Chicago Cubs Rumors: Anthony Rizzo won’t get more than a two-year deal
By Jake Misener
Rewind to the spring when Anthony Rizzo was still a member of the Chicago Cubs. The team approached him with a reported extension offer somewhere in the five-year, $70 million range and the three-time All-Star was displeased, to say the least.
But after a midseason trade to the Bronx, which culminated in an abrupt postseason exit via a Wild Card game loss to the Red Sox, and an overall fairly pedestrian year at the plate, it’s looking more and more like Rizzo may come to regret turning down that offer.
The New York Post‘s Joel Sherman says he can’t see the Yankees – or any other team – giving Rizzo more than a two-year deal this winter. He’s 32 years old, has battled nagging back injuries for years now and seems to have declined from his peak performance of recent years.
This year, Rizzo batted .248/.344/.440 between Chicago and New York – which works out to a 111 OPS+ or 112 wRC+, depending on which you like to use. Either way, he was a slightly above-average offensive player who managed to off-set his average with good plate discipline and drawing walks, although his walk rate fell by more than two percent year-over-year.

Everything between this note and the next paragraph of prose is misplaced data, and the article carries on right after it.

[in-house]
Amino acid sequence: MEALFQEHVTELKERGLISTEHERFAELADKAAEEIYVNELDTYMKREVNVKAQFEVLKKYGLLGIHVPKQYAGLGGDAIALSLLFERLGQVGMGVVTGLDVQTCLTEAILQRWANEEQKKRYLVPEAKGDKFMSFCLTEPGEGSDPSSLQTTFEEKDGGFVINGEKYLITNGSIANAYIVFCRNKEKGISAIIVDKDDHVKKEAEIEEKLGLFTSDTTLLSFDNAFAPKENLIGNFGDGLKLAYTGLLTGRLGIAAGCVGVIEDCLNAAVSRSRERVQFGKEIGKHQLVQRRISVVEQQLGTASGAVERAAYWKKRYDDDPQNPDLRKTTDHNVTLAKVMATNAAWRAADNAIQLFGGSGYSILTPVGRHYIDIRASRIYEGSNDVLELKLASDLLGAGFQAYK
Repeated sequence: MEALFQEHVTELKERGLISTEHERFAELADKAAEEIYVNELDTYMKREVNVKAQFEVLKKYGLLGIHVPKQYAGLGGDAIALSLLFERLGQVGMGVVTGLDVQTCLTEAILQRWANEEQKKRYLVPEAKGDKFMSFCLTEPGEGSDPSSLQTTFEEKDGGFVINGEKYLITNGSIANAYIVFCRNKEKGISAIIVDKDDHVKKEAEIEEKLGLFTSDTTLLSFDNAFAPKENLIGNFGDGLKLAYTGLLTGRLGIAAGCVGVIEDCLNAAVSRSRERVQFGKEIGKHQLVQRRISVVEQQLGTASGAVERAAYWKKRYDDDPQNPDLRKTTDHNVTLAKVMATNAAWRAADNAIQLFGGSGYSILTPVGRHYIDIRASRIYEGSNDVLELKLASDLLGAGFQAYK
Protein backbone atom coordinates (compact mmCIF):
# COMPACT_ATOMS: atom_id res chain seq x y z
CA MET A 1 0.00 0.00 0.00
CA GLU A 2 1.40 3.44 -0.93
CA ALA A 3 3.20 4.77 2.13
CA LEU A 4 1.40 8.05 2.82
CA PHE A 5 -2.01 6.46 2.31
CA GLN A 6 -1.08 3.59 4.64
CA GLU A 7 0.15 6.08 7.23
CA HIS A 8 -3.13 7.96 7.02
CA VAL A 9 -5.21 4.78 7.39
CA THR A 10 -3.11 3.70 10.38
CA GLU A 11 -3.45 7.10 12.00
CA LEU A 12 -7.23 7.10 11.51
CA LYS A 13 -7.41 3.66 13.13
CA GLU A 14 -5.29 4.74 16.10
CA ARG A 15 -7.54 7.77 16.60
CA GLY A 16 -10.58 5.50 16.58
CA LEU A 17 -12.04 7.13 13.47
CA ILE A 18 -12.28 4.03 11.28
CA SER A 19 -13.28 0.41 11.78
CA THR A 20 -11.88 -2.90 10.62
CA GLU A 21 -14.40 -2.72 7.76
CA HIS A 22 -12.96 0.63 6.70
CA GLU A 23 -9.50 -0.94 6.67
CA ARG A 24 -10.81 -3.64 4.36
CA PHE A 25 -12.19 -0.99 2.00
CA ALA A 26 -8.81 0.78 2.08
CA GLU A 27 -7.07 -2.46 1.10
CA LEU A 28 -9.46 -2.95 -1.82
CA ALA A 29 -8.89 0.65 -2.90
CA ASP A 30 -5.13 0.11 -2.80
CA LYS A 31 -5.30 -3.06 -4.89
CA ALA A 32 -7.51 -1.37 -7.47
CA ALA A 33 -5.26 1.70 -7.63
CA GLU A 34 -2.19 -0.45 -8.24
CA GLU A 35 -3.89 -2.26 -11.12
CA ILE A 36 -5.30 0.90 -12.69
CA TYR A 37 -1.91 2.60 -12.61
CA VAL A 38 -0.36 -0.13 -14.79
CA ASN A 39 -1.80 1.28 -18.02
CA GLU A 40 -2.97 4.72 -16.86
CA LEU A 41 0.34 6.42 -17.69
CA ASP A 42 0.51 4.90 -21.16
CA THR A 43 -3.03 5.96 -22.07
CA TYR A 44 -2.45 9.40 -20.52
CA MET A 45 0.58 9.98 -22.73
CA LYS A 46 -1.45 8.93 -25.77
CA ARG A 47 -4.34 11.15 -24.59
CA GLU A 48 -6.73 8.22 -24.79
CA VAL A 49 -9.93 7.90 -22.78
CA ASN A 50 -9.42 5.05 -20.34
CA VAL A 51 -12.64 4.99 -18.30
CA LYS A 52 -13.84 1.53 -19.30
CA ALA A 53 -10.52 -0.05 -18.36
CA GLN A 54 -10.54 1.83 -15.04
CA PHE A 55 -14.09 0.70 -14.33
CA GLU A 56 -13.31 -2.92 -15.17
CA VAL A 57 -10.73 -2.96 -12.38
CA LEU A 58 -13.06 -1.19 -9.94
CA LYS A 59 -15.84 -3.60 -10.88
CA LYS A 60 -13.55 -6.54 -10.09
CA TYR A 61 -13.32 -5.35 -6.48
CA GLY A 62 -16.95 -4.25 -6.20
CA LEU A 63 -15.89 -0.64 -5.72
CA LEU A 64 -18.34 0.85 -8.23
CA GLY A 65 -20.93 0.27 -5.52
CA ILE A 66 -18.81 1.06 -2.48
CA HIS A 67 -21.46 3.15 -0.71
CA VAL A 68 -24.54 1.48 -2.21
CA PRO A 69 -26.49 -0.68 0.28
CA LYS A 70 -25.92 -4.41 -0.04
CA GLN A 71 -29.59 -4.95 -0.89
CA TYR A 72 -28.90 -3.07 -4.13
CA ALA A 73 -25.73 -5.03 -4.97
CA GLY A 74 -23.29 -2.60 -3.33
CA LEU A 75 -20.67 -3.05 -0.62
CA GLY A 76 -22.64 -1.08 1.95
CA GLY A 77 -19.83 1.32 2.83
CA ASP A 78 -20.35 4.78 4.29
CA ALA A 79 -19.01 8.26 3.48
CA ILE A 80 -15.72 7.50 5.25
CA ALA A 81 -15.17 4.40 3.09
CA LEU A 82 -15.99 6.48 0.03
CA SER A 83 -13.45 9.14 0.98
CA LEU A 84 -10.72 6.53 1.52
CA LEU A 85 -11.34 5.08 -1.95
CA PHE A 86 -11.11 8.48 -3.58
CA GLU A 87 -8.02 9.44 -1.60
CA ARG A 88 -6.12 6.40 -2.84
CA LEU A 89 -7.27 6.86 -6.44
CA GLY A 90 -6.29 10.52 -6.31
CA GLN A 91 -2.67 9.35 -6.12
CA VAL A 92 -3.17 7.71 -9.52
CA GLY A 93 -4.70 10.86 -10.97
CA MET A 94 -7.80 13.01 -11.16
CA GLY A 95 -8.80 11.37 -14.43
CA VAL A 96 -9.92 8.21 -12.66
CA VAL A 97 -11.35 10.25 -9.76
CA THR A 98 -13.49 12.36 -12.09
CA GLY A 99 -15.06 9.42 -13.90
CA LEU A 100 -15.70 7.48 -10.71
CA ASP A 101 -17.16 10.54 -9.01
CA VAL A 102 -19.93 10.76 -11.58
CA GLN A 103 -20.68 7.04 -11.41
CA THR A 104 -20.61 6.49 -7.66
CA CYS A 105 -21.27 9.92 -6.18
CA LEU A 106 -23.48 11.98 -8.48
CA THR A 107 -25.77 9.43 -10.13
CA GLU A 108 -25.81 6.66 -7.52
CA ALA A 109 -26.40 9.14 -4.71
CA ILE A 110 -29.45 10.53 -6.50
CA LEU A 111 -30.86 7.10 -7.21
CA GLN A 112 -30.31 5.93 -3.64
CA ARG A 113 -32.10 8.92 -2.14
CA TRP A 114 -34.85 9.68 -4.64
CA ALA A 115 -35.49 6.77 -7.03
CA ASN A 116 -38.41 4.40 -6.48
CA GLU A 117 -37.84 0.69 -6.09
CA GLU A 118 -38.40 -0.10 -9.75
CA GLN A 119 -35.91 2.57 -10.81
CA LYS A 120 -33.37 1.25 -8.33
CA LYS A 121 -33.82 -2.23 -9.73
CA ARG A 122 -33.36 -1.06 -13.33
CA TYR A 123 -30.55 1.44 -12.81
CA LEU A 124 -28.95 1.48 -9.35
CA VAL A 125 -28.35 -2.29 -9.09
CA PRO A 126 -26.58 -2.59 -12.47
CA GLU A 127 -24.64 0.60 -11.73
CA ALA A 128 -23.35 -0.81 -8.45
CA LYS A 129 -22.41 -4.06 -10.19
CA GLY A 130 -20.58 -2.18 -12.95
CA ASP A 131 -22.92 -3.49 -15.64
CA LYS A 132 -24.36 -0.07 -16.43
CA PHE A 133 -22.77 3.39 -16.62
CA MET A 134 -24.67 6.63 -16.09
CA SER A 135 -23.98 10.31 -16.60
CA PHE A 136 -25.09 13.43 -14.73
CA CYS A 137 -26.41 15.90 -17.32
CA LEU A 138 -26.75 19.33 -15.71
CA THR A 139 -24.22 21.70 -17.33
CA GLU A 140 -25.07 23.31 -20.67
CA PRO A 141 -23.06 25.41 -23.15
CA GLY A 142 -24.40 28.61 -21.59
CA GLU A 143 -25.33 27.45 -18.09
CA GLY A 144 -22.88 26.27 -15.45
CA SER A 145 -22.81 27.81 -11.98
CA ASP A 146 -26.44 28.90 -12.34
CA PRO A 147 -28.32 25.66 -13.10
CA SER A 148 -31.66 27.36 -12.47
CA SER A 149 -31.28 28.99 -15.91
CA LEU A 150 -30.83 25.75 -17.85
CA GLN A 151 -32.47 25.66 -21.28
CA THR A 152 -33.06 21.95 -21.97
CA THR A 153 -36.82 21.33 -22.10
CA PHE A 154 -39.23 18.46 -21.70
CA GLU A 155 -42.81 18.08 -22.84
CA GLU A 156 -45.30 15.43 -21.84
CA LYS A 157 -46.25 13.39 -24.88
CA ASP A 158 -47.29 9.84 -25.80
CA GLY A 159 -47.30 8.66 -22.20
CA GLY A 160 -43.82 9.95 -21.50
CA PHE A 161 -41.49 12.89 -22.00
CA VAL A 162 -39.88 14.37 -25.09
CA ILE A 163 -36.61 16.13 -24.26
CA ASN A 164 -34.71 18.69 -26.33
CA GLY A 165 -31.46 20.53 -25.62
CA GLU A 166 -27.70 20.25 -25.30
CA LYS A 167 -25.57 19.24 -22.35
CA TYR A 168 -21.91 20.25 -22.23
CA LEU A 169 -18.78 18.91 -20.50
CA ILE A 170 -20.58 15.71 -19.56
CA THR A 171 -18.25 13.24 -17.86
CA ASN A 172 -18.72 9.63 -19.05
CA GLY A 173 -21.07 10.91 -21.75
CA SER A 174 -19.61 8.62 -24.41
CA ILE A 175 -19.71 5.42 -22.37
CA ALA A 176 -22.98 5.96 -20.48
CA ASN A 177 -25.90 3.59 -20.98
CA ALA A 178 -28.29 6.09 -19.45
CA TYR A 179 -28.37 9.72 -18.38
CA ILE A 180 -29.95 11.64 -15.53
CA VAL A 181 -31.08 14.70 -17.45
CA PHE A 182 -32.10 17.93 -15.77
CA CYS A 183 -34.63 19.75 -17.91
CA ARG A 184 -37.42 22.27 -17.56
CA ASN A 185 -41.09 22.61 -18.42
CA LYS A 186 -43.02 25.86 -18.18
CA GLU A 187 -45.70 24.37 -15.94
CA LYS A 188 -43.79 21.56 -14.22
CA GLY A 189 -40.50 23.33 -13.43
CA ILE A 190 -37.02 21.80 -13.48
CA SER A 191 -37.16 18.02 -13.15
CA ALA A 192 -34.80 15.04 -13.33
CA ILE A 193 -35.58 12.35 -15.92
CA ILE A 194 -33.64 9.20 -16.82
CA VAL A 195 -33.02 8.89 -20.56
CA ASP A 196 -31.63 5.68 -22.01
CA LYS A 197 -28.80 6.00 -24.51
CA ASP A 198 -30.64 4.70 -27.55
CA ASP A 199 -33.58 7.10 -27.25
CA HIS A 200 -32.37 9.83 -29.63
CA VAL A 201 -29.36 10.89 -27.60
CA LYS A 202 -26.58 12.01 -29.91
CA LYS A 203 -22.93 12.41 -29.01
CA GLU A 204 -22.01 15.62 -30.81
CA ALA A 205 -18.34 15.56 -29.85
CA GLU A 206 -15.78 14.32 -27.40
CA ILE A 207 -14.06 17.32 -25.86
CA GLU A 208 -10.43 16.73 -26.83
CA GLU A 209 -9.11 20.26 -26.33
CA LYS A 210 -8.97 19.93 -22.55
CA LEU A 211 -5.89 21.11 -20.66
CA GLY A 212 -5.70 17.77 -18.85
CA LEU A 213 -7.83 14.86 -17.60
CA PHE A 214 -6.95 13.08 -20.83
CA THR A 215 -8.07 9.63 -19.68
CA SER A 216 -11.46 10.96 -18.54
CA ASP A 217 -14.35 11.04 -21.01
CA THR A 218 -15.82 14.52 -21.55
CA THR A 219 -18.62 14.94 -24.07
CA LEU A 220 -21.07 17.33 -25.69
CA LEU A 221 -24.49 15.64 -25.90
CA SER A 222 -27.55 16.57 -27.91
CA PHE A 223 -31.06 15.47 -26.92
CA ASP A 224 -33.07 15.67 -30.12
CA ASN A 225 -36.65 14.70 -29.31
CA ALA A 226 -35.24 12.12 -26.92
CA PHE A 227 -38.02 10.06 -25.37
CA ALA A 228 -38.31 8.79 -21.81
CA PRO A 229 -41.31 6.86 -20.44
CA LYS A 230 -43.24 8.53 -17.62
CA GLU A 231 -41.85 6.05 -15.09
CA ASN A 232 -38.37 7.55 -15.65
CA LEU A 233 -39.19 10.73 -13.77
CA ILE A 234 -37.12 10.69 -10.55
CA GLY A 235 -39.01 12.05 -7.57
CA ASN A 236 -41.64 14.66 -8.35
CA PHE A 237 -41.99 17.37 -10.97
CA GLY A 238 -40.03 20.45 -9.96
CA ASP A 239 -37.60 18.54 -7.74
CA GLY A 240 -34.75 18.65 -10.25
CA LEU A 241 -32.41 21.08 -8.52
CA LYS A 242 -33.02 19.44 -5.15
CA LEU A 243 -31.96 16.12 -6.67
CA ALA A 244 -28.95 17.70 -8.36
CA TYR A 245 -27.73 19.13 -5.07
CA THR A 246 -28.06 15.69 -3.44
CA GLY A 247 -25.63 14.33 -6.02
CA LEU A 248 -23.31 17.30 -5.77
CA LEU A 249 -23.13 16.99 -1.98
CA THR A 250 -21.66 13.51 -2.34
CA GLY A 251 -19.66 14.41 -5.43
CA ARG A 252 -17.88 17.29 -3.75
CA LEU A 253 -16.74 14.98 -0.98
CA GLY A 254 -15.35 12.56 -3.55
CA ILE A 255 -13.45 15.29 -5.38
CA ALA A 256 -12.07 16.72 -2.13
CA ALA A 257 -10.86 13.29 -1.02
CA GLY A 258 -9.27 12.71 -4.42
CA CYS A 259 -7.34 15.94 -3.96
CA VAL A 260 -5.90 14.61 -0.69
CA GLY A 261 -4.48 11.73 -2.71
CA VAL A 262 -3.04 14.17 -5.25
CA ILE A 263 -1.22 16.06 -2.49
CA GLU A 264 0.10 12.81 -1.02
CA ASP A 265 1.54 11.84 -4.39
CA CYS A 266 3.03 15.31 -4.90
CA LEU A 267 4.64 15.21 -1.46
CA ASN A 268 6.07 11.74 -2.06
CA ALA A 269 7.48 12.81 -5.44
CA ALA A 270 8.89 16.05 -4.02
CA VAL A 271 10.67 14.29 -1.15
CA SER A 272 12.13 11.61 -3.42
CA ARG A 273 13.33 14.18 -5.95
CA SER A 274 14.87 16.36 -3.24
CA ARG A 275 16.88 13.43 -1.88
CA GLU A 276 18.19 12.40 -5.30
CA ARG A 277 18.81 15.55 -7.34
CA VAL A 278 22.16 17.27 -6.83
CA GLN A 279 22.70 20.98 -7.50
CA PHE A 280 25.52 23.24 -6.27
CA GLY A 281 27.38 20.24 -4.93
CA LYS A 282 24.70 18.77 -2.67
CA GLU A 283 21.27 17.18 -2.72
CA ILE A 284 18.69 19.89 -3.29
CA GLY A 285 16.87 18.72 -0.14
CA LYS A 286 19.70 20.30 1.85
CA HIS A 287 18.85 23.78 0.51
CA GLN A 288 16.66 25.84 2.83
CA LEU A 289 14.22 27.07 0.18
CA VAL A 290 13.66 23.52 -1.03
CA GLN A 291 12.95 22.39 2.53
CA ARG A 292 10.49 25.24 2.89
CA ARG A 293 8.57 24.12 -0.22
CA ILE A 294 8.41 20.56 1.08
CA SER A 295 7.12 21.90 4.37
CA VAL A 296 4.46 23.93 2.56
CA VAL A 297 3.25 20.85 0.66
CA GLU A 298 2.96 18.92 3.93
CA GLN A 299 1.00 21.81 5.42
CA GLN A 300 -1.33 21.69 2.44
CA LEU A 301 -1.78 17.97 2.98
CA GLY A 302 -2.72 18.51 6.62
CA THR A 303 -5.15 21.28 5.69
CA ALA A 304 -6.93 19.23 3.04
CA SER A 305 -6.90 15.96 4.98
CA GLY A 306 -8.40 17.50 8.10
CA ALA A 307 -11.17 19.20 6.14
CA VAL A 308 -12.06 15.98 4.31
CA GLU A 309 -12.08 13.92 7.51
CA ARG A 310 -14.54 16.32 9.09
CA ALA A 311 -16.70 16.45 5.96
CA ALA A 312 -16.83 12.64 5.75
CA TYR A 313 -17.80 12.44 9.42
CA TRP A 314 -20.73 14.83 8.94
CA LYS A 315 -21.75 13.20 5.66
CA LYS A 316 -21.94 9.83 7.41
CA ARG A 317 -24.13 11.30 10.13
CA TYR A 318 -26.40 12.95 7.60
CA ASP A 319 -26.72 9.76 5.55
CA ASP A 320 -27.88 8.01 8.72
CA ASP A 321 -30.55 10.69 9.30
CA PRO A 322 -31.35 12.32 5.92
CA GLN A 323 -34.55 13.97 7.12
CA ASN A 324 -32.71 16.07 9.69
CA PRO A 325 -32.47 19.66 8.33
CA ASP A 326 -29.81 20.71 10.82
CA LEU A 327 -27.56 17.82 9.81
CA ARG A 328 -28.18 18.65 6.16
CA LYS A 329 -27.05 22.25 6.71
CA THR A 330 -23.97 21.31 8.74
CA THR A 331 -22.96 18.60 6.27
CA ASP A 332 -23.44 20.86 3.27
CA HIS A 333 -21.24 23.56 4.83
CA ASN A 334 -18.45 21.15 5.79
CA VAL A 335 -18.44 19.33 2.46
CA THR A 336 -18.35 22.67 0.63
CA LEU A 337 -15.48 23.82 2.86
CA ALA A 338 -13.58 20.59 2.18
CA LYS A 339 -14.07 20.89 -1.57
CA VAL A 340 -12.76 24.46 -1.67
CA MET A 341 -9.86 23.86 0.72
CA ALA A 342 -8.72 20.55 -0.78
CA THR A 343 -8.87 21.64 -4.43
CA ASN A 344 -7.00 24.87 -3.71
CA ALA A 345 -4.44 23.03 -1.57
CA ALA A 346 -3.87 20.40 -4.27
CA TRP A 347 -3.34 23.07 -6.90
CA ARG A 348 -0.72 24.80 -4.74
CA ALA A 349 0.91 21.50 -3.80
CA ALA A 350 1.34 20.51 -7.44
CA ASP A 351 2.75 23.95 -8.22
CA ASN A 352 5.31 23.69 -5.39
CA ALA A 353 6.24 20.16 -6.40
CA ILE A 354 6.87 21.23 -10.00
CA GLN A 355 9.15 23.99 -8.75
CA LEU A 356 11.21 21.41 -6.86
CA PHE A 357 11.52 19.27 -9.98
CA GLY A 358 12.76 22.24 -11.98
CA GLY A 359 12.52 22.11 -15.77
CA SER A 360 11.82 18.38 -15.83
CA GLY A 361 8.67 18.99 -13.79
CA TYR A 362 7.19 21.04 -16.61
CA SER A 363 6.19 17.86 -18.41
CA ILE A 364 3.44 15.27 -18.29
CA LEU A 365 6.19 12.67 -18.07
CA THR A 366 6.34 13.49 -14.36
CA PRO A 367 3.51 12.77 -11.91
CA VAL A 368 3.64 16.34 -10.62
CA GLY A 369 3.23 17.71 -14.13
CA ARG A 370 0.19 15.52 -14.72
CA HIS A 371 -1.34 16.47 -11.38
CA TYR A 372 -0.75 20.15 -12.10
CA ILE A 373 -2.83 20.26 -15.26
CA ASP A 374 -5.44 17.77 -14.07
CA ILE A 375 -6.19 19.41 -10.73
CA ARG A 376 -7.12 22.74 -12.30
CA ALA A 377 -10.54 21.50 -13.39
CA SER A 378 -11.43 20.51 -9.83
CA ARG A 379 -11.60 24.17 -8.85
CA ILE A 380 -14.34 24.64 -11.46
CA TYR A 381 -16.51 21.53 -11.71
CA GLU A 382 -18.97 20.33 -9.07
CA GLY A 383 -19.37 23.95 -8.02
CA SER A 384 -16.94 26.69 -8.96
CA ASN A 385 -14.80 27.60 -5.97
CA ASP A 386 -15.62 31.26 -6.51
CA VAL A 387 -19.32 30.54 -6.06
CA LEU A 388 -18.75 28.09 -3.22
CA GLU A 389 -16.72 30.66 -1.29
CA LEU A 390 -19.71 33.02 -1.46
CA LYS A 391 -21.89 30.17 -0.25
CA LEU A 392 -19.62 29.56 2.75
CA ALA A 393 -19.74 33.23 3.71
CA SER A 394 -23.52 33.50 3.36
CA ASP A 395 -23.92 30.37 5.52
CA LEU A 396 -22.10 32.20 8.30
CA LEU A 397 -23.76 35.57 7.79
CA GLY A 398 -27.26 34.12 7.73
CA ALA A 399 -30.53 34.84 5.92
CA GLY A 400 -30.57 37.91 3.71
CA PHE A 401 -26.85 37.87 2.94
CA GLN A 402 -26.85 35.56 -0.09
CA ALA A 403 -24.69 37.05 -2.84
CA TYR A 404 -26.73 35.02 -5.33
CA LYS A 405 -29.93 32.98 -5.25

He’s still one of the best defensive first basemen in the game today. Rizzo makes picking errant throws out of the dirt far easier than it actually is and still brings a ton of value with his glove. And, again, to be clear, he’s not a drag at the dish, either – it’s just that he’s not the MVP-caliber presence he was back from 2015 to 2019.
During that stretch, he was one of the best players not just on the Cubs, but in all of baseball. He averaged 29 home runs and 103 RBI a year with a 137 OPS+ while bringing home three Gold Gloves, a Platinum Glove, a Silver Slugger award, a World Series ring and a pair of All-Star nods.
Chicago Cubs: Diminished performance, age working against Anthony Rizzo
But since the start of the 2020 campaign, he’s tailed off rather dramatically. That fact, paired with his age, explains why Sherman sees a pretty weak market for his services this winter. New York could, at least in theory, look to bring him back – but the presence of Luke Voit complicates matters there.
Boston, which was long believed to be the likeliest destination for Rizzo prior to the trade to New York, could also look to bring him back into the fold. If the market is, indeed, soft on the former sixth-rounder, you can bet that Jed Hoyer will be picking up the phone.
The only question left if that happens is whether or not Rizzo will bother picking up after the two exchanged a pretty public tit-for-tat in the days following the emotional trade deadline.